Most Read IRIS Articles of the Week: Feb 19-23
Here’s a look at the Top 11 Most Viewed Articles of the Week on IRIS.xyz, Feb 19-23, 2018
Click the headline to read the full article. Enjoy!
I’d like to introduce you to Peggy. Born in 1956, Peggy will be 62 in 2018. She has worked in retail her whole life, the past twenty-five years spent in management. Peggy divorced from her husband 14 years ago, is still single and has no children. — Dana Anspach
This week the markets shrugged off last week’s fears and went back to the slow and steady melt up, despite economic news that looked likely to once again rock the boat. — Lenore Elle Hawkins
Themes established in 2017 across a wide range of markets and factors continued to resonate through the fourth quarter. Economic growth was strong and supportive of equity markets across the globe, a range of volatility measures reached all-time lows, and business and consumer sentiment remained elevated. — Yazann Romahi and Garrett Norman
Advisors and investors that feel they are hearing more and more about commodities and the corresponding exchange traded products in recent months are right. That is a natural result of dollar weakness and yes, the greenback is floundering again in 2018. — Tom Lydon
As the industry works to cope with new regulation, wades through an outpouring of new products, learns to satisfy investors’ shifting priorities and manages the active-passive debate, the viability of business units will be questioned, and at times radical measures will be taken. — Peter Hopkins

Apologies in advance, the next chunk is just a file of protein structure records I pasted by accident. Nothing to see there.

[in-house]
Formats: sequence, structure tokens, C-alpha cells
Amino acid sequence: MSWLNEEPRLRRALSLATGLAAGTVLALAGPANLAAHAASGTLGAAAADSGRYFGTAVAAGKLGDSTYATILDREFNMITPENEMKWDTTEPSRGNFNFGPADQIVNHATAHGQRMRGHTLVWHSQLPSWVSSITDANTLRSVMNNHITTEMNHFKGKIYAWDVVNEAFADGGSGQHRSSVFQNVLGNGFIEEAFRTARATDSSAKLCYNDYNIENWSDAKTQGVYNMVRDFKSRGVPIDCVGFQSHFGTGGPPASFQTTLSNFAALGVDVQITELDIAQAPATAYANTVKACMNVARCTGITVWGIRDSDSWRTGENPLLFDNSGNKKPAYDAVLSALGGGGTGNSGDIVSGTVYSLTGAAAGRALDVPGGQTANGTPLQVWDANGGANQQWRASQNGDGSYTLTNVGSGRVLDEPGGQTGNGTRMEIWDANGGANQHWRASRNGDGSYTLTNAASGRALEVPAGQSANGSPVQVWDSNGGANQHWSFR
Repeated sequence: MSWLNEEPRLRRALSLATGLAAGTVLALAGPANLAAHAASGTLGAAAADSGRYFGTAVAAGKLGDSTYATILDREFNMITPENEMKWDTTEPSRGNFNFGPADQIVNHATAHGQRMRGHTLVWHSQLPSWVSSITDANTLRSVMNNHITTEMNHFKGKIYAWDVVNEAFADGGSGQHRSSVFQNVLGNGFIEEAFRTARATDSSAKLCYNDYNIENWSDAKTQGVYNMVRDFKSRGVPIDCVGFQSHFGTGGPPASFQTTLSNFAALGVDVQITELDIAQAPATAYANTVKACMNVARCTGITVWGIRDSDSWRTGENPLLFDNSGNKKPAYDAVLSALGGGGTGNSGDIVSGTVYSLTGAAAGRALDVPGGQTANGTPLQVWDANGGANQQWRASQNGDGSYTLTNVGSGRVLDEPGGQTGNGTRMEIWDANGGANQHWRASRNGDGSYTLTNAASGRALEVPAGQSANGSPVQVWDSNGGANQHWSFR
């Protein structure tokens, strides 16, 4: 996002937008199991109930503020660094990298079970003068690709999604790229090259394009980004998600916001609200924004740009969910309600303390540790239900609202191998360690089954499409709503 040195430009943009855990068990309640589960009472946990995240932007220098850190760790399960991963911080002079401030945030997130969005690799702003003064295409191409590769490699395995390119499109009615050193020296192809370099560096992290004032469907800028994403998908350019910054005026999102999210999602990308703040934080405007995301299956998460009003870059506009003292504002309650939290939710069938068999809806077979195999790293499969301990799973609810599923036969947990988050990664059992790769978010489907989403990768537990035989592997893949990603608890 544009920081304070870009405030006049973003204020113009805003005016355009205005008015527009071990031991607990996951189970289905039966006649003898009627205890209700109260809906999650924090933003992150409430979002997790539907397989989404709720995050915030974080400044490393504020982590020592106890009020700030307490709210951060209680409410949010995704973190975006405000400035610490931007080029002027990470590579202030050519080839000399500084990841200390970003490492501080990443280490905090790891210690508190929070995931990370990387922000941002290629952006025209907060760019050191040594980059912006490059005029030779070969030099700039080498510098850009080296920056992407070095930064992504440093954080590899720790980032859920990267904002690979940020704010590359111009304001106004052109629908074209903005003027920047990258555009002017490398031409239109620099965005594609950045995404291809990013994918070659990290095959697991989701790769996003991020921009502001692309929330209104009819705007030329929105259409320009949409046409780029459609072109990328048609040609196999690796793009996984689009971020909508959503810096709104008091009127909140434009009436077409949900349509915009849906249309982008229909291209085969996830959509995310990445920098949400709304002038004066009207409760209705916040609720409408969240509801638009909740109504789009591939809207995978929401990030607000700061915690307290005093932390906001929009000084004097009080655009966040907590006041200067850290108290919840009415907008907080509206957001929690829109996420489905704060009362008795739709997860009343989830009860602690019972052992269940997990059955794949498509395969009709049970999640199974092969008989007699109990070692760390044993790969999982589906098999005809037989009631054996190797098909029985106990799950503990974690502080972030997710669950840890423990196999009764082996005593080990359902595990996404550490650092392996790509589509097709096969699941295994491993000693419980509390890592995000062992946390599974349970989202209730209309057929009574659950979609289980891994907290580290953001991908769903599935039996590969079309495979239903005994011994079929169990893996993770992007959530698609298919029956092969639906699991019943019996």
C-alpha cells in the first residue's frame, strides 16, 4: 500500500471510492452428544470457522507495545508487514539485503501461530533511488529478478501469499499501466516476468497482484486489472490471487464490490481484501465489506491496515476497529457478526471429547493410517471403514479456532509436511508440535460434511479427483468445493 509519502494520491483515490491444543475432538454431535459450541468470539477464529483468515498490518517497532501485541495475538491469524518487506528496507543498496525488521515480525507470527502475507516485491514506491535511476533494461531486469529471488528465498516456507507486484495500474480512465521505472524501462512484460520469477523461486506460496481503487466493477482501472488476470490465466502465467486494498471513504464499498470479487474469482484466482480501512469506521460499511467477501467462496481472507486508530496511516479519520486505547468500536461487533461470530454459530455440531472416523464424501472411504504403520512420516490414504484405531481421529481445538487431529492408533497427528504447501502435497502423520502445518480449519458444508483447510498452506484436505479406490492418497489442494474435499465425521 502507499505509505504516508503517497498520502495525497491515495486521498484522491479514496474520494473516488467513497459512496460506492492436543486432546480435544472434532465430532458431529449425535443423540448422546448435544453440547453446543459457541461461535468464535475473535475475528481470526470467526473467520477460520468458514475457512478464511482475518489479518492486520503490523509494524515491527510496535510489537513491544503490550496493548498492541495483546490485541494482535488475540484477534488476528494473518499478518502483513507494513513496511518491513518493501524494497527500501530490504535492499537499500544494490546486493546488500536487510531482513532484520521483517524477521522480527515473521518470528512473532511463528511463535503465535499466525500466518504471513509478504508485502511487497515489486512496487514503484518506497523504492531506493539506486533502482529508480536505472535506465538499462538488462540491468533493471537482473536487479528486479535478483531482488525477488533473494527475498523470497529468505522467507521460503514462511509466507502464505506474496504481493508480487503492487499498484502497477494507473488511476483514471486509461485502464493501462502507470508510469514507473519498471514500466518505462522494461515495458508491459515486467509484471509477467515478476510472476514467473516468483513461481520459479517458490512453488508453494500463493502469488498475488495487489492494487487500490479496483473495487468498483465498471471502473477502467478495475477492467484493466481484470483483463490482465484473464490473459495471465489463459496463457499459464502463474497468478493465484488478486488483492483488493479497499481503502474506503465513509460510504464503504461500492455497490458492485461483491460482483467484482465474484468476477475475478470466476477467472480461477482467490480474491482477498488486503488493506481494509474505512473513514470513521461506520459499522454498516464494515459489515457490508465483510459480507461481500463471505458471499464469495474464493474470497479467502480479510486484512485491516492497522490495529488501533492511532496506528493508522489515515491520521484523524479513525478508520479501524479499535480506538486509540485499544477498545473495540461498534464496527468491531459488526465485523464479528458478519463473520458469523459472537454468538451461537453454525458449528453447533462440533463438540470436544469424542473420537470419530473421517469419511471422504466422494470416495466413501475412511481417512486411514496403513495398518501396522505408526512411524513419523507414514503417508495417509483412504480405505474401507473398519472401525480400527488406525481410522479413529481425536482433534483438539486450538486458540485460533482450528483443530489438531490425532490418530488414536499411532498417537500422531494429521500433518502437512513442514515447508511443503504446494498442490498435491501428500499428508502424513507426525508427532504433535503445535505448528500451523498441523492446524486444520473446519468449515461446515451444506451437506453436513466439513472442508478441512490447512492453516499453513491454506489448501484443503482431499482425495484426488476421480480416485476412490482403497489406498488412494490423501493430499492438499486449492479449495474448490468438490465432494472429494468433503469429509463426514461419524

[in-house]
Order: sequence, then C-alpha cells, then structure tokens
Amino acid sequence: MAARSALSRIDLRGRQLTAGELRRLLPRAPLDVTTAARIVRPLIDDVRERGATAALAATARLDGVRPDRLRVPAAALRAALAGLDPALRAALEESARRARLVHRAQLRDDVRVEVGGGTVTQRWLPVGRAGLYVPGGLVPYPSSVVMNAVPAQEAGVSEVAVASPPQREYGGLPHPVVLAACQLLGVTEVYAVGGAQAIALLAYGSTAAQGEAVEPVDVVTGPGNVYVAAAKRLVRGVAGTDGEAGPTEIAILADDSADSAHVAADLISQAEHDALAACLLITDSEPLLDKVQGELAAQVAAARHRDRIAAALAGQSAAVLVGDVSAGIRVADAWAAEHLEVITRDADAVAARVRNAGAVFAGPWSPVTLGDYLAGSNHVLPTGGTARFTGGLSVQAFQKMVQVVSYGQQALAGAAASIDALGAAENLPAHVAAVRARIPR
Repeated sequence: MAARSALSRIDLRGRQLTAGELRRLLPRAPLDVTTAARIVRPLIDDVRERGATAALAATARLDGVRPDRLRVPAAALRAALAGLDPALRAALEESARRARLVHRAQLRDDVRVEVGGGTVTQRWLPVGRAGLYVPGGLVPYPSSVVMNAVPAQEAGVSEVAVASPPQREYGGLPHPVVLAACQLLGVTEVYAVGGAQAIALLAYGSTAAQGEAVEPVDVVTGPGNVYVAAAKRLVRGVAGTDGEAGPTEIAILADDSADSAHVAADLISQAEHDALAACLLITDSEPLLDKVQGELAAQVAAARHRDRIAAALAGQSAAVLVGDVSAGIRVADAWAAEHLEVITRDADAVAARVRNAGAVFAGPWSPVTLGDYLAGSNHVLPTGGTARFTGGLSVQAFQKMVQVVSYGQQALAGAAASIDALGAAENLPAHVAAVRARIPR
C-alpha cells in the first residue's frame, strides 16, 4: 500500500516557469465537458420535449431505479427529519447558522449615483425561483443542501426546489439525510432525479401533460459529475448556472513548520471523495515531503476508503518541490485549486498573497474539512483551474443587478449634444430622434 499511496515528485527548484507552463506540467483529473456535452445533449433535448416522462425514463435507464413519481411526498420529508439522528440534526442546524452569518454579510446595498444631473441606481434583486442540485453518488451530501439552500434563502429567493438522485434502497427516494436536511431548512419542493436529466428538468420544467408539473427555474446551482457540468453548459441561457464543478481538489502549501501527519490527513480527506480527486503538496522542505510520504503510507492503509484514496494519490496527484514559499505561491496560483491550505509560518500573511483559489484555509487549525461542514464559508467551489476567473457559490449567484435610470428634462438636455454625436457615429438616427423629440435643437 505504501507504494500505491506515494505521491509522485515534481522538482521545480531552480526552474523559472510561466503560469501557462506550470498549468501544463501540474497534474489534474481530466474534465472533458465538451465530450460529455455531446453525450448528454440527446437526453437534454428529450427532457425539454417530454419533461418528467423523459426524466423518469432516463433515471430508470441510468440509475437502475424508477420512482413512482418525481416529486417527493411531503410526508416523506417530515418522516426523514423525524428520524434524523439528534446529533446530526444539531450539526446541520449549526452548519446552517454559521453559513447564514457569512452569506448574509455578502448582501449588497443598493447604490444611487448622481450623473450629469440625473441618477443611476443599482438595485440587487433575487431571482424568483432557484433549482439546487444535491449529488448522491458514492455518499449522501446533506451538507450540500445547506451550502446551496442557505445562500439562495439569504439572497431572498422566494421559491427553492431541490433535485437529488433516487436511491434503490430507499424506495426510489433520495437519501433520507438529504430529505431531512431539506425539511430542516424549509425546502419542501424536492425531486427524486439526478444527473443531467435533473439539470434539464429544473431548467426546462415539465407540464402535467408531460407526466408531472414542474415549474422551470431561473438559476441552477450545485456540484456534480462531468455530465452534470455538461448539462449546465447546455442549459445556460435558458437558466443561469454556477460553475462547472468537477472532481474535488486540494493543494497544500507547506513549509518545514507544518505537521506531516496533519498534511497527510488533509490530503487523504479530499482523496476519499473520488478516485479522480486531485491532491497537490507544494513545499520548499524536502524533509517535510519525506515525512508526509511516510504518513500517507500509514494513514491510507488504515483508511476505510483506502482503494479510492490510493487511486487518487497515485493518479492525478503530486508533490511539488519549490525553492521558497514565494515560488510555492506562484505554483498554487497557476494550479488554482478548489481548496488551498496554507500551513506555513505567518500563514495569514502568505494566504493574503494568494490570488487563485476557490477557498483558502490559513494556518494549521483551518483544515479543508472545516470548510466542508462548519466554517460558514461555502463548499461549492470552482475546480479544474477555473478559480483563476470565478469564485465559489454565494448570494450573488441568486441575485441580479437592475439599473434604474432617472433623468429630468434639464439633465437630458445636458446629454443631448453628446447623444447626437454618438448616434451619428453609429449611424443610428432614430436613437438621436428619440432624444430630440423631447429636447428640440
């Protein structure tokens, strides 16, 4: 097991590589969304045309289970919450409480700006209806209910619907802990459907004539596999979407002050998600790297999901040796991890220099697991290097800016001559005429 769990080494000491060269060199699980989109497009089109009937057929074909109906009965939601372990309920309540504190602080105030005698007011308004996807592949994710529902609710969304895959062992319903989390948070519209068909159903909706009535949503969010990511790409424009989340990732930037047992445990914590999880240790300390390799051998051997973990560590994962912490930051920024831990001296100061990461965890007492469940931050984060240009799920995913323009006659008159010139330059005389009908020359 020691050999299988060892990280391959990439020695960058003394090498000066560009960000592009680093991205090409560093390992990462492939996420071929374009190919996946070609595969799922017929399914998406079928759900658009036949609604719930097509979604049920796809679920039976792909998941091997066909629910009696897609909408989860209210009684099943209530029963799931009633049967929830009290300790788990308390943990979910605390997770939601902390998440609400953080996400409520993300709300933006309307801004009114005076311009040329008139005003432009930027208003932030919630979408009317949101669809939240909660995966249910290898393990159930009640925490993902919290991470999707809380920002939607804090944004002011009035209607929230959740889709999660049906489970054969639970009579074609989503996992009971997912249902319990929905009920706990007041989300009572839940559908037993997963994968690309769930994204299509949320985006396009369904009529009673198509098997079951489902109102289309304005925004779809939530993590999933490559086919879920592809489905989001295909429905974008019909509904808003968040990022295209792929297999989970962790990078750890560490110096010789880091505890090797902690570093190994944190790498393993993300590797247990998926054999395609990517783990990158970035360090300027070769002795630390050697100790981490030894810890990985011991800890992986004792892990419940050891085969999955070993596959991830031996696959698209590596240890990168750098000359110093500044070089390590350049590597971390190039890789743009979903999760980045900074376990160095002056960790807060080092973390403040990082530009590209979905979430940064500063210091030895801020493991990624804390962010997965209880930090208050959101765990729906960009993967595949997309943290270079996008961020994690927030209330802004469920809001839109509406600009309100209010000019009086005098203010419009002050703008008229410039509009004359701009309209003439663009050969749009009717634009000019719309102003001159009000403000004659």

My hope is that this article points out some opportunities for you to make more money and serve your clients at a higher level and that you decide to do something about it. — Bill Bachrach
Whether the market is flying high or taunting your emotions with new lows and some bumpy volatility, here are four things every investor should keep in mind ... — Lauren Klein
Why financial advisors NEED to understand much more clearly the power of good digital market. With tools like AdvisorStream, it’s easier than ever to get the content you need to drive leads and referrals today! — Kirk Lowe and Matt Halloran
How do some firms and ideas go from nowhere to everywhere in a few short months? All of a sudden a restaurant becomes popular, a gas station gains a cult following, or a Broadway show becomes too popular to get a ticket for years. — Maribeth Kuzmeski
"Worldwide, $27.4 billion poured into fintech startups in 2017, Accenture reports, up 18% from 2016. With so much in play, it’s not surprising that 22 companies are new on this, the third edition of our list." — Chris Skinner
Many sensational headlines have been written the past few weeks about market declines, but two things have increased for sure: the viewership and the ad revenues of financial media organizations — Preston McSwain